A sofa that had once belonged to Britain’s war-time Prime Minister Winston Churchill has fetched 7,500 pounds at auction, despite being valued at just 80 pounds.
Originally destined for a skip, the battered and ripped Chesterfield was saved when the brother of the late owner mentioned the connection.
The settee was found in the shed of a tumbledown Northamptonshire vicarage by auctioneers, after they had been asked to undertake a probate valuation when its owner died.
Jonathan Humbert, of JP Humbert Auctioneers, revealed that the sofa would have to be disposed of as it was no longer usable.
However, said the auctioneer, the plan was reconsidered after the owner’s brother remarked that it was a shame because it had once belonged to Churchill.
“We were going to throw it away but when the chap mentioned its Churchill link, we thought we’d run it for a bit of a laugh,” the Telegraph quoted him as saying.
“On the one hand it’s clapped out, but on the other hand it’s got this illustrious heritage. Who knows what famous rears sat on it,” he added.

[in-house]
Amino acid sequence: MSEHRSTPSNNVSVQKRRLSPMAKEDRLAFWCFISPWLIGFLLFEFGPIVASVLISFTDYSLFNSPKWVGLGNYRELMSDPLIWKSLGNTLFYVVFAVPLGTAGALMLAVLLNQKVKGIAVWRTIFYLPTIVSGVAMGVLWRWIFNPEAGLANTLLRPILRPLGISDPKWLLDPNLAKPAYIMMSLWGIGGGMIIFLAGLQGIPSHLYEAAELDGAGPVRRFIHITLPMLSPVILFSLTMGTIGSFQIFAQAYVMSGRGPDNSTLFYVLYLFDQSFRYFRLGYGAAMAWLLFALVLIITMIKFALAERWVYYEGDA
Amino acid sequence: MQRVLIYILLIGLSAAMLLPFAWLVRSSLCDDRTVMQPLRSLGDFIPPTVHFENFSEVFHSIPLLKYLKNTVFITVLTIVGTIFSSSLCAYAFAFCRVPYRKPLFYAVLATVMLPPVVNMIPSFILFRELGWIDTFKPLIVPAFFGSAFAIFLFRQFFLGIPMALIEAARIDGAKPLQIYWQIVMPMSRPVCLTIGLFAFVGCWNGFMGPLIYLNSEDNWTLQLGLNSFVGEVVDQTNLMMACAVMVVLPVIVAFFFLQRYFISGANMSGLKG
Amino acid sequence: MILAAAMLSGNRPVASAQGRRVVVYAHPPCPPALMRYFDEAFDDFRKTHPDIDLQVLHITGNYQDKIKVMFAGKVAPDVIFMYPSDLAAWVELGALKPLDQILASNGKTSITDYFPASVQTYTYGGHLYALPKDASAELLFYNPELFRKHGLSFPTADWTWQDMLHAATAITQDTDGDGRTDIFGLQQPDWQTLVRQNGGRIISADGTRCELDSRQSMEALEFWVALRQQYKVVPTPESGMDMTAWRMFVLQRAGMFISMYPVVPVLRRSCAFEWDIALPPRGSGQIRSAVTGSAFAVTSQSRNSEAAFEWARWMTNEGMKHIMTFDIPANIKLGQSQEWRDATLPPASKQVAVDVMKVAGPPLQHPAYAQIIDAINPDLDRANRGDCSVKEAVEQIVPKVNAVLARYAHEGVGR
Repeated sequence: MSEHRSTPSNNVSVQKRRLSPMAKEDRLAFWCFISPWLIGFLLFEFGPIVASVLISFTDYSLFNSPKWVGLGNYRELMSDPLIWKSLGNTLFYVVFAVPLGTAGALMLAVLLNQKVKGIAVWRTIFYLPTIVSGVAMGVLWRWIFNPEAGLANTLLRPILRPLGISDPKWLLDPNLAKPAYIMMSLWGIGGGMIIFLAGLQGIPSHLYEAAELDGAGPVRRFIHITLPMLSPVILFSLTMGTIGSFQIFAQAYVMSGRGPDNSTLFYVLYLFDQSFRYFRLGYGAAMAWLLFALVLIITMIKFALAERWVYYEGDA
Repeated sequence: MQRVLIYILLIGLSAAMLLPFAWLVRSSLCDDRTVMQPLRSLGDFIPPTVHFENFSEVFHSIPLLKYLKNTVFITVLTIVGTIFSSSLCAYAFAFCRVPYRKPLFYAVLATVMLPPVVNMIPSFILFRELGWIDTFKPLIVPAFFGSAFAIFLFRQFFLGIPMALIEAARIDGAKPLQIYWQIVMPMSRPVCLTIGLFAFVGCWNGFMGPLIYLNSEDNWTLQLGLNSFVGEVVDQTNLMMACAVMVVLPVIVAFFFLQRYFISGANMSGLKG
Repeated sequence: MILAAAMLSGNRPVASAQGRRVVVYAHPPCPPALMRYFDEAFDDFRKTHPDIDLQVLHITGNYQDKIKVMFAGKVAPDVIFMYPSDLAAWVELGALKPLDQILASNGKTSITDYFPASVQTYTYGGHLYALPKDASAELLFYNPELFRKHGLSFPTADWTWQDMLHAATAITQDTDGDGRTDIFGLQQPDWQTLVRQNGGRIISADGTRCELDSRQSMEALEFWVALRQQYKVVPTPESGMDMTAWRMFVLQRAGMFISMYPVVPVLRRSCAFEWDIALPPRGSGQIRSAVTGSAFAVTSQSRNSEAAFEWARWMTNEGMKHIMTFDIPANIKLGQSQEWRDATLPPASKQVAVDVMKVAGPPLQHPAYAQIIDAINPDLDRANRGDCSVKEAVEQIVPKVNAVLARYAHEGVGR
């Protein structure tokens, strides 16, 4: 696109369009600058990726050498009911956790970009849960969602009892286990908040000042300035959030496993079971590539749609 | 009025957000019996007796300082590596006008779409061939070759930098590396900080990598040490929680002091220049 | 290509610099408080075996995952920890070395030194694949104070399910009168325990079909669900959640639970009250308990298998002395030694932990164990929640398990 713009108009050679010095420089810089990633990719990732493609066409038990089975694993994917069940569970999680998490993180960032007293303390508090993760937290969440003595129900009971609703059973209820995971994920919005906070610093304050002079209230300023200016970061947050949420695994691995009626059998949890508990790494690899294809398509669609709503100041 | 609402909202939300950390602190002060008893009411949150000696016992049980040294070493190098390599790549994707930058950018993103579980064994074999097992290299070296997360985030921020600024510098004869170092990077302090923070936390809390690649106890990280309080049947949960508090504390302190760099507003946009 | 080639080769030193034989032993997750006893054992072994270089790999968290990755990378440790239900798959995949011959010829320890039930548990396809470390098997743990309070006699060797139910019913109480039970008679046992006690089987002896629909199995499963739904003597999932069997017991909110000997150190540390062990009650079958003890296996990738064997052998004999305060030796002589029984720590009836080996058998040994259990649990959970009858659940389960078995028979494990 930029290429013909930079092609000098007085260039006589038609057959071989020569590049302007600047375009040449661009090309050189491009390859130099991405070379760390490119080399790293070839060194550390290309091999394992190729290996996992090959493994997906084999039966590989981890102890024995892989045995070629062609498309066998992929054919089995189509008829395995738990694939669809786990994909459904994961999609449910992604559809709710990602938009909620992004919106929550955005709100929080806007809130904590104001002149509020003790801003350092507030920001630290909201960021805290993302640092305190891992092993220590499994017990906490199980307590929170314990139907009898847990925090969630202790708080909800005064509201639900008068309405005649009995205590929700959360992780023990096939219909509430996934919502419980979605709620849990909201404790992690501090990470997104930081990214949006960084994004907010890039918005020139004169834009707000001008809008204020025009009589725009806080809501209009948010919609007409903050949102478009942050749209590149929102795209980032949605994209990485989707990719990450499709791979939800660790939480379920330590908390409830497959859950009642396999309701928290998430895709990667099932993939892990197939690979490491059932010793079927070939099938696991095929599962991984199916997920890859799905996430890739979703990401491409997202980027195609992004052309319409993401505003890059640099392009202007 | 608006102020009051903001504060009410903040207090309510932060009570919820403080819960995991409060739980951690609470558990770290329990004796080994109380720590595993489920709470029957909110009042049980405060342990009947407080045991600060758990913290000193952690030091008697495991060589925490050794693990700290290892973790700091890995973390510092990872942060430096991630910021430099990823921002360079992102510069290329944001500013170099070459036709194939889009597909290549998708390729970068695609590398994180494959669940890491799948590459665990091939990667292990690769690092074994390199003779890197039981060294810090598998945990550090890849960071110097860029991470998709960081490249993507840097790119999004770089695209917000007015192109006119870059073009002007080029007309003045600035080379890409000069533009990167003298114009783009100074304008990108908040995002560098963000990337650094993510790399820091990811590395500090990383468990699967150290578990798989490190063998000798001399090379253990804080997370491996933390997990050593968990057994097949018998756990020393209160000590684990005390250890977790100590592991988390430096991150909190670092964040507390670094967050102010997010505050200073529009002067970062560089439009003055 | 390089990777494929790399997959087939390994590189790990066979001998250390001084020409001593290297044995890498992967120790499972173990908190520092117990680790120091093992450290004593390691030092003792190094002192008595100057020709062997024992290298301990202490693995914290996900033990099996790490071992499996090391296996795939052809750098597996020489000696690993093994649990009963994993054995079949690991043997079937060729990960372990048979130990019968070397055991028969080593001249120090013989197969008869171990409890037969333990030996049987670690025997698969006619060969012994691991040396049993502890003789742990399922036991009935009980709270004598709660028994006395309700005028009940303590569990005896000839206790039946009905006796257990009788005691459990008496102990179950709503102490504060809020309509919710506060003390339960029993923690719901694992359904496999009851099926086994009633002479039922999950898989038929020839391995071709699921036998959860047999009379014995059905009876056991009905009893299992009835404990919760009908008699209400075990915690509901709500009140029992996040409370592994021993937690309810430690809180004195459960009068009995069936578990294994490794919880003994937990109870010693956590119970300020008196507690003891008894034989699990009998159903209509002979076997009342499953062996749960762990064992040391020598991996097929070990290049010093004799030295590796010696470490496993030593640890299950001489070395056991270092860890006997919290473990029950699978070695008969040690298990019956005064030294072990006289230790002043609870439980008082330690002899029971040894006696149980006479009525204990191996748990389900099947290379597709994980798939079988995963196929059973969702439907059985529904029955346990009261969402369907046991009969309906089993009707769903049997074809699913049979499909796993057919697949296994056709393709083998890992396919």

According to the brother, the late-19th-century leather settee had graced Churchill’s private Whitehall office during his second premiership from 1951 to 1955, before he gave it to a friend from Northamptonshire.
It was the same friend that had passed it on to its last owner, who then stored it in his shed when it became too old to use.
Humbert said that he spelt out to interested buyers that there was no written proof of the sofa’s provenance, just a spoken record, but that did little to dent their interest.
“It shows the high regard with which Churchill is still held throughout the world.
And so much for the global credit crunch. Everything is worth what someone is prepared to pay for it,” he said. (ANI)